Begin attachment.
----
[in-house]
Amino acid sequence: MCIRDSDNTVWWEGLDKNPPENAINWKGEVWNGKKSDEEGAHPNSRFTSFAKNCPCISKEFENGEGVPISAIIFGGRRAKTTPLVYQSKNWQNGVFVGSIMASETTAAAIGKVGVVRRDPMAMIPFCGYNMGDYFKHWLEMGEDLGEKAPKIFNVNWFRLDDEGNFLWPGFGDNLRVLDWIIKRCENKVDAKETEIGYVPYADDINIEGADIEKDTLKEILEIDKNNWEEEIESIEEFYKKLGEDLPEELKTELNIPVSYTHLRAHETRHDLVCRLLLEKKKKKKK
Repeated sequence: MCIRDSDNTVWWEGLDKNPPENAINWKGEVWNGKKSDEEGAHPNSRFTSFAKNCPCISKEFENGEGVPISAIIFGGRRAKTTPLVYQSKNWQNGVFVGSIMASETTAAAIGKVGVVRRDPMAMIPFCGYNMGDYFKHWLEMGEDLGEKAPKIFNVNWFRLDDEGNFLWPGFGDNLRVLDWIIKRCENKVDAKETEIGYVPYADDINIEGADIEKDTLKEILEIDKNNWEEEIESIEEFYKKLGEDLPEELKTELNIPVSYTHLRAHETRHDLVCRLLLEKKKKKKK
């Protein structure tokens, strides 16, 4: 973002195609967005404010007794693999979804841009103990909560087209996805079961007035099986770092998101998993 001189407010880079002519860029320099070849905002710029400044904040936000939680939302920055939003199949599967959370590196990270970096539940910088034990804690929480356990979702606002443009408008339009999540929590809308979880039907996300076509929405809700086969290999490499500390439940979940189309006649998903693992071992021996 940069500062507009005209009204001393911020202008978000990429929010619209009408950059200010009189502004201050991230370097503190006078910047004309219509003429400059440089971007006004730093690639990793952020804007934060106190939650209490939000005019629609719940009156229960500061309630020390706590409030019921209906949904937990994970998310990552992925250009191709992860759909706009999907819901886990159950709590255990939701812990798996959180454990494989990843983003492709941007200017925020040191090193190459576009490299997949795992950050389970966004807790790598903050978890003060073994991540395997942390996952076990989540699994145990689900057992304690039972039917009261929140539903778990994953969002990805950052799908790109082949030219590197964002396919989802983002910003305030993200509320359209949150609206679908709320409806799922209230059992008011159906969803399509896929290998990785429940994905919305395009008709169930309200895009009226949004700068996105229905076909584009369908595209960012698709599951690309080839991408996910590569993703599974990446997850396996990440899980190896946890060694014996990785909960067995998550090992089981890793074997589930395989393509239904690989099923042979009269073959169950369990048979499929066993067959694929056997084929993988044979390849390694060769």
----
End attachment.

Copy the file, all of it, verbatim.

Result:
[in-house]
Amino acid sequence: MCIRDSDNTVWWEGLDKNPPENAINWKGEVWNGKKSDEEGAHPNSRFTSFAKNCPCISKEFENGEGVPISAIIFGGRRAKTTPLVYQSKNWQNGVFVGSIMASETTAAAIGKVGVVRRDPMAMIPFCGYNMGDYFKHWLEMGEDLGEKAPKIFNVNWFRLDDEGNFLWPGFGDNLRVLDWIIKRCENKVDAKETEIGYVPYADDINIEGADIEKDTLKEILEIDKNNWEEEIESIEEFYKKLGEDLPEELKTELNIPVSYTHLRAHETRHDLVCRLLLEKKKKKKK
Repeated sequence: MCIRDSDNTVWWEGLDKNPPENAINWKGEVWNGKKSDEEGAHPNSRFTSFAKNCPCISKEFENGEGVPISAIIFGGRRAKTTPLVYQSKNWQNGVFVGSIMASETTAAAIGKVGVVRRDPMAMIPFCGYNMGDYFKHWLEMGEDLGEKAPKIFNVNWFRLDDEGNFLWPGFGDNLRVLDWIIKRCENKVDAKETEIGYVPYADDINIEGADIEKDTLKEILEIDKNNWEEEIESIEEFYKKLGEDLPEELKTELNIPVSYTHLRAHETRHDLVCRLLLEKKKKKKK
């Protein structure tokens, strides 16, 4: 973002195609967005404010007794693999979804841009103990909560087209996805079961007035099986770092998101998993 001189407010880079002519860029320099070849905002710029400044904040936000939680939302920055939003199949599967959370590196990270970096539940910088034990804690929480356990979702606002443009408008339009999540929590809308979880039907996300076509929405809700086969290999490499500390439940979940189309006649998903693992071992021996 940069500062507009005209009204001393911020202008978000990429929010619209009408950059200010009189502004201050991230370097503190006078910047004309219509003429400059440089971007006004730093690639990793952020804007934060106190939650209490939000005019629609719940009156229960500061309630020390706590409030019921209906949904937990994970998310990552992925250009191709992860759909706009999907819901886990159950709590255990939701812990798996959180454990494989990843983003492709941007200017925020040191090193190459576009490299997949795992950050389970966004807790790598903050978890003060073994991540395997942390996952076990989540699994145990689900057992304690039972039917009261929140539903778990994953969002990805950052799908790109082949030219590197964002396919989802983002910003305030993200509320359209949150609206679908709320409806799922209230059992008011159906969803399509896929290998990785429940994905919305395009008709169930309200895009009226949004700068996105229905076909584009369908595209960012698709599951690309080839991408996910590569993703599974990446997850396996990440899980190896946890060694014996990785909960067995998550090992089981890793074997589930395989393509239904690989099923042979009269073959169950369990048979499929066993067959694929056997084929993988044979390849390694060769």